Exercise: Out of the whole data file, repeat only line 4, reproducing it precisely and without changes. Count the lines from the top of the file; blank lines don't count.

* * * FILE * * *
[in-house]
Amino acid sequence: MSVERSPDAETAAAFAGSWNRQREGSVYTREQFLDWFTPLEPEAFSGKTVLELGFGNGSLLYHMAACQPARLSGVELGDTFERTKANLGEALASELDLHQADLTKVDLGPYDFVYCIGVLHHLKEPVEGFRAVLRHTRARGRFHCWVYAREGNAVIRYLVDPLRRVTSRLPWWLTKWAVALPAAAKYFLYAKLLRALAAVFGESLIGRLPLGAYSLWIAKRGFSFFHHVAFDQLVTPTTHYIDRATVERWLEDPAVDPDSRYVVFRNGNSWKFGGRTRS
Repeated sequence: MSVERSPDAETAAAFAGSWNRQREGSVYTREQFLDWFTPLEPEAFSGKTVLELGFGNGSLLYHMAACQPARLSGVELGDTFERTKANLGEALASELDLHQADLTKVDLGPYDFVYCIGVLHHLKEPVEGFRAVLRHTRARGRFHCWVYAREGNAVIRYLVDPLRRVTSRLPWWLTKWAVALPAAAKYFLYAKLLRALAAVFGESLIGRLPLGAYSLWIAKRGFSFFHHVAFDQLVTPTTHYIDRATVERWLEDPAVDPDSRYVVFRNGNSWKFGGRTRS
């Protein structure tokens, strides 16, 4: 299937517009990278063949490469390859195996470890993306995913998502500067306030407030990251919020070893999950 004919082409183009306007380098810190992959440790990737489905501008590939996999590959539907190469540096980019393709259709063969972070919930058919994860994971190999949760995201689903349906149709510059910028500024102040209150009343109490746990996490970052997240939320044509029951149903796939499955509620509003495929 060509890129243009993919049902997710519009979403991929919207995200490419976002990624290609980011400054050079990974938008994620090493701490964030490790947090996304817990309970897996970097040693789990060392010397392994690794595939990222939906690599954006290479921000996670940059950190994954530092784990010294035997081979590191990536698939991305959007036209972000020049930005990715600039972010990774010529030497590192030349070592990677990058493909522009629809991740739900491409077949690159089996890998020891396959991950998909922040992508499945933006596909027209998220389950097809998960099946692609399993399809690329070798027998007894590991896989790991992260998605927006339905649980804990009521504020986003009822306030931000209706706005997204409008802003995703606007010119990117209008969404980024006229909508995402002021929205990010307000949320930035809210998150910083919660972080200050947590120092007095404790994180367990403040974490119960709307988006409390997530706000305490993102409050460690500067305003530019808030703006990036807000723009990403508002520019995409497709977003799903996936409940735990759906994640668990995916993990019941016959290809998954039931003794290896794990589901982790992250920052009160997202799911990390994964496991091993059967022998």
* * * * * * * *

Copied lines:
């Protein structure tokens, strides 16, 4: 299937517009990278063949490469390859195996470890993306995913998502500067306030407030990251919020070893999950 004919082409183009306007380098810190992959440790990737489905501008590939996999590959539907190469540096980019393709259709063969972070919930058919994860994971190999949760995201689903349906149709510059910028500024102040209150009343109490746990996490970052997240939320044509029951149903796939499955509620509003495929 060509890129243009993919049902997710519009979403991929919207995200490419976002990624290609980011400054050079990974938008994620090493701490964030490790947090996304817990309970897996970097040693789990060392010397392994690794595939990222939906690599954006290479921000996670940059950190994954530092784990010294035997081979590191990536698939991305959007036209972000020049930005990715600039972010990774010529030497590192030349070592990677990058493909522009629809991740739900491409077949690159089996890998020891396959991950998909922040992508499945933006596909027209998220389950097809998960099946692609399993399809690329070798027998007894590991896989790991992260998605927006339905649980804990009521504020986003009822306030931000209706706005997204409008802003995703606007010119990117209008969404980024006229909508995402002021929205990010307000949320930035809210998150910083919660972080200050947590120092007095404790994180367990403040974490119960709307988006409390997530706000305490993102409050460690500067305003530019808030703006990036807000723009990403508002520019995409497709977003799903996936409940735990759906994640668990995916993990019941016959290809998954039931003794290896794990589901982790992250920052009160997202799911990390994964496991091993059967022998």